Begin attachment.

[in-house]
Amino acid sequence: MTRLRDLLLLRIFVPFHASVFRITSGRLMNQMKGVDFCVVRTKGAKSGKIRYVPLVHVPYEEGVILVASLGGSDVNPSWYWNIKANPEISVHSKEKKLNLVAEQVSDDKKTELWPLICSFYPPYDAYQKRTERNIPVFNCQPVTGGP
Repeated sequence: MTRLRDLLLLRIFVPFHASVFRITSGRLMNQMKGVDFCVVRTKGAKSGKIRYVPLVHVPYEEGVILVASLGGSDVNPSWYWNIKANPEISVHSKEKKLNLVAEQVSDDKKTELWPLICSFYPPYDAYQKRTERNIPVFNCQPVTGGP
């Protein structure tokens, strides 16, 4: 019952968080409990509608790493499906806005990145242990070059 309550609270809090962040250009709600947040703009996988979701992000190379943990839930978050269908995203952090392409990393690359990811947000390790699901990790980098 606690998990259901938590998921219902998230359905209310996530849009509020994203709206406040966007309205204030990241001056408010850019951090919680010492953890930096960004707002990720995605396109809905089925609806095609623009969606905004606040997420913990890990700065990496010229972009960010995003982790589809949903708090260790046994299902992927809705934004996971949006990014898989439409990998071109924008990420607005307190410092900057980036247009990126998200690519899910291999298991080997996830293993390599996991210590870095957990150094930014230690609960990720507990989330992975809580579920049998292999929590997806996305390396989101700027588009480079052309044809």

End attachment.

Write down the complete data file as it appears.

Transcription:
[in-house]
Amino acid sequence: MTRLRDLLLLRIFVPFHASVFRITSGRLMNQMKGVDFCVVRTKGAKSGKIRYVPLVHVPYEEGVILVASLGGSDVNPSWYWNIKANPEISVHSKEKKLNLVAEQVSDDKKTELWPLICSFYPPYDAYQKRTERNIPVFNCQPVTGGP
Repeated sequence: MTRLRDLLLLRIFVPFHASVFRITSGRLMNQMKGVDFCVVRTKGAKSGKIRYVPLVHVPYEEGVILVASLGGSDVNPSWYWNIKANPEISVHSKEKKLNLVAEQVSDDKKTELWPLICSFYPPYDAYQKRTERNIPVFNCQPVTGGP
């Protein structure tokens, strides 16, 4: 019952968080409990509608790493499906806005990145242990070059 309550609270809090962040250009709600947040703009996988979701992000190379943990839930978050269908995203952090392409990393690359990811947000390790699901990790980098 606690998990259901938590998921219902998230359905209310996530849009509020994203709206406040966007309205204030990241001056408010850019951090919680010492953890930096960004707002990720995605396109809905089925609806095609623009969606905004606040997420913990890990700065990496010229972009960010995003982790589809949903708090260790046994299902992927809705934004996971949006990014898989439409990998071109924008990420607005307190410092900057980036247009990126998200690519899910291999298991080997996830293993390599996991210590870095957990150094930014230690609960990720507990989330992975809580579920049998292999929590997806996305390396989101700027588009480079052309044809």